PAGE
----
(e)

Net production is gross production less the mineral owners’ or governments’ share or both. Net production reported in the above table is consistent with production quantities in the net proved reserves disclosure.

(f)

Includes sales of the company’s share of net production and excludes amounts used for internal consumption.

2018

Gross production of Cold Lake bitumen averaged 147,000 barrels per day in 2018, compared to 162,000 barrels per day in 2017. Lower volumes were primarily due to production timing associated with steam management and planned maintenance.

Gross production of Kearl bitumen averaged 206,000 barrels per day in 2018 (146,000 barrels Imperial’s share) up from 178,000 barrels per day (126,000 barrels Imperial’s share) in 2017. Increased 2018 production reflects improved operational reliability associated with ore preparation, enhanced piping durability and feed management.

During 2018, the company’s share of gross production from Syncrude averaged 62,000 barrels per day, unchanged from 2017.

2017

Gross production of Cold Lake bitumen averaged 162,000 barrels per day in 2017, up from 161,000 barrels per day in 2016.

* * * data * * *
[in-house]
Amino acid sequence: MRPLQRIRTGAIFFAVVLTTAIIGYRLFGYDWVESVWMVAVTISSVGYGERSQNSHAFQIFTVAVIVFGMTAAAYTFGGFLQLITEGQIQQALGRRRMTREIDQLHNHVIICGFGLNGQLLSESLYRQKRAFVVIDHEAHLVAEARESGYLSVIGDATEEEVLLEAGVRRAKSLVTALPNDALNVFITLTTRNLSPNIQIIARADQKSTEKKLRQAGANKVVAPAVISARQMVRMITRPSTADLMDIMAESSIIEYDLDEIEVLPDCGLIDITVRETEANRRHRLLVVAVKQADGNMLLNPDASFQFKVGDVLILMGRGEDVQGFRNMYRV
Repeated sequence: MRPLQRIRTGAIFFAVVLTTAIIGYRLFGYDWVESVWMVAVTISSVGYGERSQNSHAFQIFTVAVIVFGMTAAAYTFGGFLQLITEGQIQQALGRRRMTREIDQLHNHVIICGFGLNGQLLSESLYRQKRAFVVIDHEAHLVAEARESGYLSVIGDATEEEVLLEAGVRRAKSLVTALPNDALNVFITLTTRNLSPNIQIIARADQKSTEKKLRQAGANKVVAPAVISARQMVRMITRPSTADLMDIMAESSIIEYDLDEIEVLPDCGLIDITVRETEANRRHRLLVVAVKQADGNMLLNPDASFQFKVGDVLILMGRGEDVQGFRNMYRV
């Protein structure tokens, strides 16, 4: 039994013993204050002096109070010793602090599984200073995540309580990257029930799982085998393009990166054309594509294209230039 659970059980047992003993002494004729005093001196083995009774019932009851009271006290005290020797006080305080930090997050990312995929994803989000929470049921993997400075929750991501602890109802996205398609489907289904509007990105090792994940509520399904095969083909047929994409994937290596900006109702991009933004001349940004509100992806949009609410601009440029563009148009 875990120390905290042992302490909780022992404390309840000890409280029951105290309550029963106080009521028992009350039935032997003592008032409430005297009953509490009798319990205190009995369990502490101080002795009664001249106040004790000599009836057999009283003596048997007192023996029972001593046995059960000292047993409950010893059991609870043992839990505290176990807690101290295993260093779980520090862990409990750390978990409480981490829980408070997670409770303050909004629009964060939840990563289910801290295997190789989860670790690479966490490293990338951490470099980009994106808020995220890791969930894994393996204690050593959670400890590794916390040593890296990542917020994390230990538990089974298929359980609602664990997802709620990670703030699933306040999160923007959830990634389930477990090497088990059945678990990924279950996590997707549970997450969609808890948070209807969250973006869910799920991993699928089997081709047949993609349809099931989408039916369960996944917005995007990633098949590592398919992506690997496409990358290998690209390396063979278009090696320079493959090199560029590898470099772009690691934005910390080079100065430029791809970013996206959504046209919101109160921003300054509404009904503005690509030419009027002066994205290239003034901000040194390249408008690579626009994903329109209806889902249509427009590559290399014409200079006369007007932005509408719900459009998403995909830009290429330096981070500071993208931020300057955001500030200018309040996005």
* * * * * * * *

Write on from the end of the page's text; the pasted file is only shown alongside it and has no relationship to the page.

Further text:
Gross production of Kearl bitumen averaged 178,000 barrels per day in 2017 (126,000 barrels Imperial’s share) up from 169,000 barrels per day (120,000 barrels Imperial’s share) in 2016. Increased 2017 production reflects improved reliability associated with the mining and ore preparation operations.

During 2017, the company’s share of gross production from Syncrude averaged 62,000 barrels per day, compared to 68,000 barrels per day in 2016. Syncrude 2017 production was impacted by the March 2017 fire at the Syncrude Mildred Lake upgrader and planned maintenance. In 2016, production was impacted by the Alberta wildfires and planned maintenance.